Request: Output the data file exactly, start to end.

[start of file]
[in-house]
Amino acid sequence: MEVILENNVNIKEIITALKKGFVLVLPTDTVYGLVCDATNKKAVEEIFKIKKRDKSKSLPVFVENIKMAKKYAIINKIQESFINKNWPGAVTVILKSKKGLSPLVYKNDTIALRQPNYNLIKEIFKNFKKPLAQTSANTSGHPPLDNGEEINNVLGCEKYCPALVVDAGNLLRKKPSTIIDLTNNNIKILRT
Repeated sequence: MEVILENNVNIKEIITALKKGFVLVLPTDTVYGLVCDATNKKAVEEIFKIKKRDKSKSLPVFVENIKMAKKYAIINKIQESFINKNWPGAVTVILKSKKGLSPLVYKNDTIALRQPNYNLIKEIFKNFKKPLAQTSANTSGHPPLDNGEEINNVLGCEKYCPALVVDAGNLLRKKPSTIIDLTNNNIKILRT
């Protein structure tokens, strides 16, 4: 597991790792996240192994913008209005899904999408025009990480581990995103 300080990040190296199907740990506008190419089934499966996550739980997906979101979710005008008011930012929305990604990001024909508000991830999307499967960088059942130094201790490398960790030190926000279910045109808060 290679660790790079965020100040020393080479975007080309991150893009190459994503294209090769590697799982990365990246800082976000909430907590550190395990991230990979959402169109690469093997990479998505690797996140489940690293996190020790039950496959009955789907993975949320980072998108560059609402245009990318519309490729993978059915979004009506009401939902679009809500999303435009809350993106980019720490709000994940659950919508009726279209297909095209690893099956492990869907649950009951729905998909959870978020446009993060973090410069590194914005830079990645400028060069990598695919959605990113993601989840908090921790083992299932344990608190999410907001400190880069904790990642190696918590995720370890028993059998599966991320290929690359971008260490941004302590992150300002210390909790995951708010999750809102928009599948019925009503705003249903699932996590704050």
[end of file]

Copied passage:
[in-house]
Amino acid sequence: MEVILENNVNIKEIITALKKGFVLVLPTDTVYGLVCDATNKKAVEEIFKIKKRDKSKSLPVFVENIKMAKKYAIINKIQESFINKNWPGAVTVILKSKKGLSPLVYKNDTIALRQPNYNLIKEIFKNFKKPLAQTSANTSGHPPLDNGEEINNVLGCEKYCPALVVDAGNLLRKKPSTIIDLTNNNIKILRT
Repeated sequence: MEVILENNVNIKEIITALKKGFVLVLPTDTVYGLVCDATNKKAVEEIFKIKKRDKSKSLPVFVENIKMAKKYAIINKIQESFINKNWPGAVTVILKSKKGLSPLVYKNDTIALRQPNYNLIKEIFKNFKKPLAQTSANTSGHPPLDNGEEINNVLGCEKYCPALVVDAGNLLRKKPSTIIDLTNNNIKILRT
């Protein structure tokens, strides 16, 4: 597991790792996240192994913008209005899904999408025009990480581990995103 300080990040190296199907740990506008190419089934499966996550739980997906979101979710005008008011930012929305990604990001024909508000991830999307499967960088059942130094201790490398960790030190926000279910045109808060 290679660790790079965020100040020393080479975007080309991150893009190459994503294209090769590697799982990365990246800082976000909430907590550190395990991230990979959402169109690469093997990479998505690797996140489940690293996190020790039950496959009955789907993975949320980072998108560059609402245009990318519309490729993978059915979004009506009401939902679009809500999303435009809350993106980019720490709000994940659950919508009726279209297909095209690893099956492990869907649950009951729905998909959870978020446009993060973090410069590194914005830079990645400028060069990598695919959605990113993601989840908090921790083992299932344990608190999410907001400190880069904790990642190696918590995720370890028993059998599966991320290929690359971008260490941004302590992150300002210390909790995951708010999750809102928009599948019925009503705003249903699932996590704050």